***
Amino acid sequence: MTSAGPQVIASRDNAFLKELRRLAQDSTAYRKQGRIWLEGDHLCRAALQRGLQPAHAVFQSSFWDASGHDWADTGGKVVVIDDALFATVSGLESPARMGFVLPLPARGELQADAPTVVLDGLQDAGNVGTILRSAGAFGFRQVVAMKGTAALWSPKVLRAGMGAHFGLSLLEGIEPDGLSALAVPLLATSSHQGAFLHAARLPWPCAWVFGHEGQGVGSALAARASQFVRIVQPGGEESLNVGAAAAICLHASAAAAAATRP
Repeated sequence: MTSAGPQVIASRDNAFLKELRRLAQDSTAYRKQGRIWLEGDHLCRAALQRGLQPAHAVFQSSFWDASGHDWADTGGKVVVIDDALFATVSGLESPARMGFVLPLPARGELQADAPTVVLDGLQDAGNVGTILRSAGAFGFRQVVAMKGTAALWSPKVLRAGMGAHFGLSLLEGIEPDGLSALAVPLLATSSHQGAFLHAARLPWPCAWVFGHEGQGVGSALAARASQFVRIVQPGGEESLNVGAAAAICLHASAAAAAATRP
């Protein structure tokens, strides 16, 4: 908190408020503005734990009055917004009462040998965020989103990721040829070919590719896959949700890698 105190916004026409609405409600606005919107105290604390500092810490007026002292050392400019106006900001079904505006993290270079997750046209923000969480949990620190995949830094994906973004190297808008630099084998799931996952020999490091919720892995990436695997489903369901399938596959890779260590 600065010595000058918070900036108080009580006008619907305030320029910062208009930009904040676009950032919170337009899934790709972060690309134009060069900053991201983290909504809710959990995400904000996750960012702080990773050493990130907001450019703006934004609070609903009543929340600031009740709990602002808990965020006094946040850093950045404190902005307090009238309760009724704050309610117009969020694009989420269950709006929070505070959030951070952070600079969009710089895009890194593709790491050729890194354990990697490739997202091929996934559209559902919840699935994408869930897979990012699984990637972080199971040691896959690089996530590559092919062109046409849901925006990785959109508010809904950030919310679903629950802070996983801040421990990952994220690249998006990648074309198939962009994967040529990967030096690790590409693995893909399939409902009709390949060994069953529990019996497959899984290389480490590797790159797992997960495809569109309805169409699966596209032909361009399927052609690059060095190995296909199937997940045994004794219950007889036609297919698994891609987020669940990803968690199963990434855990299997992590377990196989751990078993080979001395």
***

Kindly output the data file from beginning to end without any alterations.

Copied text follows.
Amino acid sequence: MTSAGPQVIASRDNAFLKELRRLAQDSTAYRKQGRIWLEGDHLCRAALQRGLQPAHAVFQSSFWDASGHDWADTGGKVVVIDDALFATVSGLESPARMGFVLPLPARGELQADAPTVVLDGLQDAGNVGTILRSAGAFGFRQVVAMKGTAALWSPKVLRAGMGAHFGLSLLEGIEPDGLSALAVPLLATSSHQGAFLHAARLPWPCAWVFGHEGQGVGSALAARASQFVRIVQPGGEESLNVGAAAAICLHASAAAAAATRP
Repeated sequence: MTSAGPQVIASRDNAFLKELRRLAQDSTAYRKQGRIWLEGDHLCRAALQRGLQPAHAVFQSSFWDASGHDWADTGGKVVVIDDALFATVSGLESPARMGFVLPLPARGELQADAPTVVLDGLQDAGNVGTILRSAGAFGFRQVVAMKGTAALWSPKVLRAGMGAHFGLSLLEGIEPDGLSALAVPLLATSSHQGAFLHAARLPWPCAWVFGHEGQGVGSALAARASQFVRIVQPGGEESLNVGAAAAICLHASAAAAAATRP
């Protein structure tokens, strides 16, 4: 908190408020503005734990009055917004009462040998965020989103990721040829070919590719896959949700890698 105190916004026409609405409600606005919107105290604390500092810490007026002292050392400019106006900001079904505006993290270079997750046209923000969480949990620190995949830094994906973004190297808008630099084998799931996952020999490091919720892995990436695997489903369901399938596959890779260590 600065010595000058918070900036108080009580006008619907305030320029910062208009930009904040676009950032919170337009899934790709972060690309134009060069900053991201983290909504809710959990995400904000996750960012702080990773050493990130907001450019703006934004609070609903009543929340600031009740709990602002808990965020006094946040850093950045404190902005307090009238309760009724704050309610117009969020694009989420269950709006929070505070959030951070952070600079969009710089895009890194593709790491050729890194354990990697490739997202091929996934559209559902919840699935994408869930897979990012699984990637972080199971040691896959690089996530590559092919062109046409849901925006990785959109508010809904950030919310679903629950802070996983801040421990990952994220690249998006990648074309198939962009994967040529990967030096690790590409693995893909399939409902009709390949060994069953529990019996497959899984290389480490590797790159797992997960495809569109309805169409699966596209032909361009399927052609690059060095190995296909199937997940045994004794219950007889036609297919698994891609987020669940990803968690199963990434855990299997992590377990196989751990078993080979001395």